Their thoughts! Now, remember, they don’t reason in steps like we do. They perceive things through their intellectual senses and have a direct insight into the thing they see, understanding immediately what that is. They call things what they are because they see things as they are, unclouded by accidents (such as weight, shape, color, and through willful mislabeling, etc.). That’s why Gabriel called Mary kecharitomene, a noun, not an adjective, meaning “full of grace.” Gabriel called her the way he saw her, but I digress.
Insights pop into angelic minds all the time, following a rhythm of its own in each angel because, each angel, lacking accidents to distinguish him from other angels (again, color, weight, shape, size, etc.) , angels are distinguish by their intellectual individuality and their particular infusion of sanctifying grace. In theology we say that each angel is its own species. An angel species has one, and only one individual; the human species – because we distinguish each other by accidents – are many individuals. Awesome!
Now, the interval between each angelic “thought” or “insight” is the way that an individual angel measures his time. This is the aeon Fr. Fortea speaks about in the essay I shared with you before. We’re there! The change in the angelic mind consists in a thought that the angel forms in his intellect, that wasn’t there before, and that he can hold – or not – before his next insight. Each angel marches to his own clock!
Moreover, angels, since they are unencumbered by matter, can think billions of thoughts at each tic of their clock, and join the dots between the thoughts so-to-speak to make them intelligible to themselves, in a process that would seem “instant” to us. This is the first measure of angel time, the measure each angel has within himself.
But what about “movement”, what moves within the angel that also defines his perception of time? Well, angels being personal beings, they communicate. Who they communicate with? Well, with God of course, and with other angels. Let’s take the latter. A thought moves from Angel 1 to Angel 2. That’s the movement we’re looking for to make “angel time” similar to our time. But since each angel has its own internal “clock” – his own “speed” at which he thinks – angels have to agree with each other on a mutual standard clock at which to communicate, or they would sort of talk over each other. They agree at a speed that seems to us but “an instant” but not to them! It takes them time, angel time!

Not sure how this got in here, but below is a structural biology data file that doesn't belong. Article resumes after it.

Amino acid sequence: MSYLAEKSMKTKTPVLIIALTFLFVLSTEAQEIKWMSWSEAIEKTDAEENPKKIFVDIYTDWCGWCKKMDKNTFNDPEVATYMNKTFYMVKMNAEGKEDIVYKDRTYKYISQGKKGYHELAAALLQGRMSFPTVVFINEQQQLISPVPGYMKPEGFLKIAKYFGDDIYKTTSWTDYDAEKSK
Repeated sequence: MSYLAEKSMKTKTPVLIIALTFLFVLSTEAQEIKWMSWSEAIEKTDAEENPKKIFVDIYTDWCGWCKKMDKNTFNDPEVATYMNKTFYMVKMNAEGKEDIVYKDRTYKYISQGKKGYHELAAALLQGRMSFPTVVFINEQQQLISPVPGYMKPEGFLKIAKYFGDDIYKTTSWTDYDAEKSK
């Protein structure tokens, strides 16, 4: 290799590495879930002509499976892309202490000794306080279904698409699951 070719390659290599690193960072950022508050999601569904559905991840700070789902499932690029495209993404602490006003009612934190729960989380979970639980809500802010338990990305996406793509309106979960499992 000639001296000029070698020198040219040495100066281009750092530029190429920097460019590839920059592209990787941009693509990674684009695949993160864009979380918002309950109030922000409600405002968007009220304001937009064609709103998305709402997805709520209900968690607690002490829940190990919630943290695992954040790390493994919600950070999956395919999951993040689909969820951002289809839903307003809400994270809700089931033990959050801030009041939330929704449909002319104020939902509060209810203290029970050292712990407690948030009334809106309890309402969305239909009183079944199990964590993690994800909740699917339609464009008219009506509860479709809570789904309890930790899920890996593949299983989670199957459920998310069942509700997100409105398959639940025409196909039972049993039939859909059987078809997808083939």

Want to make this even more awesome? Multiply this conversation by billions of angels and we can begin to picture the greatest and most awesome conversation in Creation! This is their song! Their symphony, their harmony, derives from this concert of insights and thoughts that mesh into a common tempo – which means “time” in Latin. This is the aeon, this is the vast “angel time”. It is a song! But, theirs is a song of what and for whom? A song of praise, sung to God, their Creator! And of whatever they choose to sing about. No wonder we talk about the choirs of angels!
Finally, how do they talk to God? God being God, He is eternal, inhabiting, indwelling every moment of angelic and human time in an eternal Present. God is the only being who is truly timeless throughout all space, the universe, the multiverse if you allow for its existence. All creation is present to God in one single instant of time, where there is neither before nor after, as St. Augustine intuited above. Well, angels talk to God the same way He does to us; He condescends, by meeting us, and elevating us to them by grace. Otherwise, the chasm between God and his creation would be unfathomable, unless He chooses to bridge it, and He has, directly to the angels and to us, in the fullness of time, in the Person of Jesus Christ!
In time, we would march by a different clock, where there would be no decay, no death, no pain, no entropy, and full participants of the immense heavenly choir. We will know the music, the melody, our unique harmony, and the tempo. We will join the eternal conversation, a conversation between humans, angels, and God. This, we call heaven, and we can experience it here in part through prayer, and through participation in the Sacraments, particularly, the Eucharist.
At the moment we enter the Liturgy in earth, the barriers between us and the liturgy in heaven dissolve: we enter that time in which we are present to God, to the angels, and to each other, the way God sees time, as one single moment. The Sacrifice of Christ in Calvary, His resurrection, his ascent and his parousia are present to us as gift in a single moment in which human time and God’s eternal present mesh.
It also follows that, as St. Augustine also observe, since we don’t know what the future will bring and the past is gone, the present moment is where we find God. When we pray, we pray in the present moment and if we are really attentive, we transcend human time and enter the Holy of Holies where the Triune reigns and Loves forever, and ever.